I grew up with video games. Working to better my high score at a certain game is in my blood. At one point, I was obsessed with getting the absolute lowest time possible on the first level of Sonic 2. (For the record: I’ve done it in 20 seconds, the world record is 18.)
Product designers have caught on to this, and have started taking some of the design elements of video games to use in contexts that are definitely not video games. This is called gamification.
You can see this most readily in fitness trackers like FitBit. Every day, you get a score in the number of steps you take in a given day. The app tracks this, gives you your score, and even awards you badges for crossing certain milestones - a certain number of steps walked in a day, a certain lifetime distance, or climbing a distance. These are just like getting achievements in an Xbox game.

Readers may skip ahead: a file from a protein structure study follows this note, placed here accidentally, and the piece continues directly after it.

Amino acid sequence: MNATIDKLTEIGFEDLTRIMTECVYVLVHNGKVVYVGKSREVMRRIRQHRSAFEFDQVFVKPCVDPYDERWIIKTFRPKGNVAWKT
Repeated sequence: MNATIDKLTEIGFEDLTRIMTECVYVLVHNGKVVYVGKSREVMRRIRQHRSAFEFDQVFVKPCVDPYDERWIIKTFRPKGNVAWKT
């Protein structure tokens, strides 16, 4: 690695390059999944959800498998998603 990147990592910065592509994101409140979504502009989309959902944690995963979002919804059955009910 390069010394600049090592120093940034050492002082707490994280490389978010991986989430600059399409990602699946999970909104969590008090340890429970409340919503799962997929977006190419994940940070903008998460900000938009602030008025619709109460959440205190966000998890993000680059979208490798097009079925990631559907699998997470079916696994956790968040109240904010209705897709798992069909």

Internet-connected thermostats like the Nest will also give you “leaves” for each day you have a particularly efficient day in heating or cooling your house, and it will email you a report every month to see if you are being more or less efficient than the other homes in your area with the same thermostat - and give you tips on how to do better than your neighbors.
Even driving can be gamified. Some people do their best to absolutely maximize the gas mileage they get out of their car. New hybrid cars promote the most efficient driving by encouraging the driver to stay in a green range, and giving an efficiency report - basically a score - at the end of a drive.
Major studies show that gamification has a positive impact on people and the type of activity they are being encouraged to do, increasing engagement and motivation. Although perhaps not everything lends itself to this kind of rewards system, I like finding some of the elements of games in more aspects of everyday life.